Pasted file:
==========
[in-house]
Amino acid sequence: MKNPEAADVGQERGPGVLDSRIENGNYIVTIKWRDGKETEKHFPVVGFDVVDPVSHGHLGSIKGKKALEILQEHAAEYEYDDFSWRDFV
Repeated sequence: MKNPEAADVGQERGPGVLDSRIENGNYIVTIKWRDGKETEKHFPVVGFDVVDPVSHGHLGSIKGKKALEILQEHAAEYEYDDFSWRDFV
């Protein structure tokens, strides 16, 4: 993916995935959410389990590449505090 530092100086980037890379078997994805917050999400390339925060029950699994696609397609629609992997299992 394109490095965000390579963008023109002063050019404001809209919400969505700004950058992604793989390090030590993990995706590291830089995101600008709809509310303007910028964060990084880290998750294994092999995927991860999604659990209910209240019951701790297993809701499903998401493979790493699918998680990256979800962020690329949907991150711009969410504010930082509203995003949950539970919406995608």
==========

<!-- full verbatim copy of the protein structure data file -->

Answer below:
[in-house]
Amino acid sequence: MKNPEAADVGQERGPGVLDSRIENGNYIVTIKWRDGKETEKHFPVVGFDVVDPVSHGHLGSIKGKKALEILQEHAAEYEYDDFSWRDFV
Repeated sequence: MKNPEAADVGQERGPGVLDSRIENGNYIVTIKWRDGKETEKHFPVVGFDVVDPVSHGHLGSIKGKKALEILQEHAAEYEYDDFSWRDFV
């Protein structure tokens, strides 16, 4: 993916995935959410389990590449505090 530092100086980037890379078997994805917050999400390339925060029950699994696609397609629609992997299992 394109490095965000390579963008023109002063050019404001809209919400969505700004950058992604793989390090030590993990995706590291830089995101600008709809509310303007910028964060990084880290998750294994092999995927991860999604659990209910209240019951701790297993809701499903998401493979790493699918998680990256979800962020690329949907991150711009969410504010930082509203995003949950539970919406995608």